In the light of Ellador's colossal innocence of what we are accustomed to call "life," I began to see that process in a wholly new perspective. Her country was but one; her civilization was one and indivisible; in her country the women and children lived as mothers, daughters, sisters, in general tolerance, love, education and service. Out of that nursery, school, garden, shop, and parlor, she came into this great scrambling world of ours, to find it spotted over with dissimilar peoples, more separated by their varying psychology than by geography, politics, or race; often ignorant of one another, often fearing, despising, hating one another; and each national group, each racial stock, assuming itself to be "the norm" by which to measure others. She had first to recognize the facts and then to disentangle the causes, the long lines of historic evolution which had led to these results. Even then it was hard for her really to grasp the gulfs divide one part of the human race from the others.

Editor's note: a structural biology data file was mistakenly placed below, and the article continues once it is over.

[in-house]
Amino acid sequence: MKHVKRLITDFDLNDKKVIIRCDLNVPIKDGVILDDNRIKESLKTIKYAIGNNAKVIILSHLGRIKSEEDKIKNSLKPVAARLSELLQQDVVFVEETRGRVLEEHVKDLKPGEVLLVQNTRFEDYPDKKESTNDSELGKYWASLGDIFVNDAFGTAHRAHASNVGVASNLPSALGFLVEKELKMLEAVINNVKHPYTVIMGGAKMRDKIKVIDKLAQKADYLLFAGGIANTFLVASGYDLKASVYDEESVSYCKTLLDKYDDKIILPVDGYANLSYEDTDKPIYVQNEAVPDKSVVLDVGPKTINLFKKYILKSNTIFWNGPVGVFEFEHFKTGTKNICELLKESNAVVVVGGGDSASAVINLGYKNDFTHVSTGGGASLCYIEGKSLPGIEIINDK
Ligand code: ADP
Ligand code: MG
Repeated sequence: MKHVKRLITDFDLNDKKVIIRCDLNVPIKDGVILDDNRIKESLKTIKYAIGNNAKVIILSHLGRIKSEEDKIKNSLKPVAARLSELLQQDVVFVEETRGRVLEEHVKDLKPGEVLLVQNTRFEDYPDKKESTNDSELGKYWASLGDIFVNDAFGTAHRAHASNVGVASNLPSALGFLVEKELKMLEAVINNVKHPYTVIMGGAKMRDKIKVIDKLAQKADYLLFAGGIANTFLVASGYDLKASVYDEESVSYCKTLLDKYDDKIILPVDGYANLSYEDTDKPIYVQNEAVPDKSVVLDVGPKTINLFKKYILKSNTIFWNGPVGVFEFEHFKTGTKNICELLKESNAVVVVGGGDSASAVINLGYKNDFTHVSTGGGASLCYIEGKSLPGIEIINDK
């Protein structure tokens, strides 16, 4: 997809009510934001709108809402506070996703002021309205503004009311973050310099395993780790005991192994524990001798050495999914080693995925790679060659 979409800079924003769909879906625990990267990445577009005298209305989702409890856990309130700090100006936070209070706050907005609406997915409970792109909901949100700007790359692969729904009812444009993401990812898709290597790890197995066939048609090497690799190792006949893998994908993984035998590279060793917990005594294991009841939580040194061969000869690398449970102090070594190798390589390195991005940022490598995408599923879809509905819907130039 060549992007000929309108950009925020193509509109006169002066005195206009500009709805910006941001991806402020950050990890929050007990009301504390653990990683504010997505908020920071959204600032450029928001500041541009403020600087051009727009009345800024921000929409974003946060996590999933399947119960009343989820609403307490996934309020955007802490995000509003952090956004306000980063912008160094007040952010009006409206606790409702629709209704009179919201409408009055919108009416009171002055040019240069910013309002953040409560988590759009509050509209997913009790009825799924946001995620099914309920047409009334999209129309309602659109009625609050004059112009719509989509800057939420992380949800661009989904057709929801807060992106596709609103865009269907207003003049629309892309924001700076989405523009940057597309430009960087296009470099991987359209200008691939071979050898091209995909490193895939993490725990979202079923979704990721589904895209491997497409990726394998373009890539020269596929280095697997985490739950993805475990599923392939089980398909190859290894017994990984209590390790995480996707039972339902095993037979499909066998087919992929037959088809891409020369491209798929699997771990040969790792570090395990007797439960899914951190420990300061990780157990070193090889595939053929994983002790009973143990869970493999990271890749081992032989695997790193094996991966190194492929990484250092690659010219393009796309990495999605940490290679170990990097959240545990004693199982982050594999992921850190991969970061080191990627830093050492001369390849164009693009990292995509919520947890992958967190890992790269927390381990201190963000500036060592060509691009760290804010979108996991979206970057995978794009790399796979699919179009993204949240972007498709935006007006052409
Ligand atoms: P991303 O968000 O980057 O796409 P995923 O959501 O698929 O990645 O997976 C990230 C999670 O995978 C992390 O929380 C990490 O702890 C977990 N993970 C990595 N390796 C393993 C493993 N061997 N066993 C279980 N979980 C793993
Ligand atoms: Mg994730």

And now I had the unpleasant task of disabusing her of this last glad assumption, that race and color made no difference.
"Dear," I said slowly, "you must prepare your mind for another shock — though you must have got some of it already, here and there. Race and color make all the difference in the world. People dislike and despise one another on exactly that ground — difference in race and color. These millions who are here marked 'Aryan or White' include Persians and Hindus, yet the other white races are averse to intermarrying with these, whose skins are indeed much darker than ours, though they come of the same stock."